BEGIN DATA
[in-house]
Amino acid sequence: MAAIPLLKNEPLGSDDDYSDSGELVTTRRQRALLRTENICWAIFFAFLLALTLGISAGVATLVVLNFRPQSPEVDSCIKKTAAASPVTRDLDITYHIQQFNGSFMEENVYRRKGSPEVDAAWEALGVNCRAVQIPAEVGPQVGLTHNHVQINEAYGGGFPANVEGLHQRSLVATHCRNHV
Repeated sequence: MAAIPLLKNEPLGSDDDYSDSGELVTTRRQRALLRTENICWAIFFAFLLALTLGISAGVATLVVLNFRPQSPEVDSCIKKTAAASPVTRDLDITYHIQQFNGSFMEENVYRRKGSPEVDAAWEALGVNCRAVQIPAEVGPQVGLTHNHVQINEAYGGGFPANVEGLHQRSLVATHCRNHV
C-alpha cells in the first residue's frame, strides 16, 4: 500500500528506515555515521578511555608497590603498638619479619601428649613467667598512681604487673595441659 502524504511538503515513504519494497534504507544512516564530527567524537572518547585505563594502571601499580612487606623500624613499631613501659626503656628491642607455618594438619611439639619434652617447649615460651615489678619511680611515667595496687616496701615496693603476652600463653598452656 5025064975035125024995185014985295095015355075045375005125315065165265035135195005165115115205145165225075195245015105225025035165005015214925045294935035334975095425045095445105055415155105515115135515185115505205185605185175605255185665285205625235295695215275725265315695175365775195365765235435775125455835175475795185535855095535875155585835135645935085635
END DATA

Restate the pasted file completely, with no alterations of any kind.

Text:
[in-house]
Amino acid sequence: MAAIPLLKNEPLGSDDDYSDSGELVTTRRQRALLRTENICWAIFFAFLLALTLGISAGVATLVVLNFRPQSPEVDSCIKKTAAASPVTRDLDITYHIQQFNGSFMEENVYRRKGSPEVDAAWEALGVNCRAVQIPAEVGPQVGLTHNHVQINEAYGGGFPANVEGLHQRSLVATHCRNHV
Repeated sequence: MAAIPLLKNEPLGSDDDYSDSGELVTTRRQRALLRTENICWAIFFAFLLALTLGISAGVATLVVLNFRPQSPEVDSCIKKTAAASPVTRDLDITYHIQQFNGSFMEENVYRRKGSPEVDAAWEALGVNCRAVQIPAEVGPQVGLTHNHVQINEAYGGGFPANVEGLHQRSLVATHCRNHV
C-alpha cells in the first residue's frame, strides 16, 4: 500500500528506515555515521578511555608497590603498638619479619601428649613467667598512681604487673595441659 502524504511538503515513504519494497534504507544512516564530527567524537572518547585505563594502571601499580612487606623500624613499631613501659626503656628491642607455618594438619611439639619434652617447649615460651615489678619511680611515667595496687616496701615496693603476652600463653598452656 5025064975035125024995185014985295095015355075045375005125315065165265035135195005165115115205145165225075195245015105225025035165005015214925045294935035334975095425045095445105055415155105515115135515185115505205185605185175605255185665285205625235295695215275725265315695175365775195365765235435775125455835175475795185535855095535875155585835135645935085635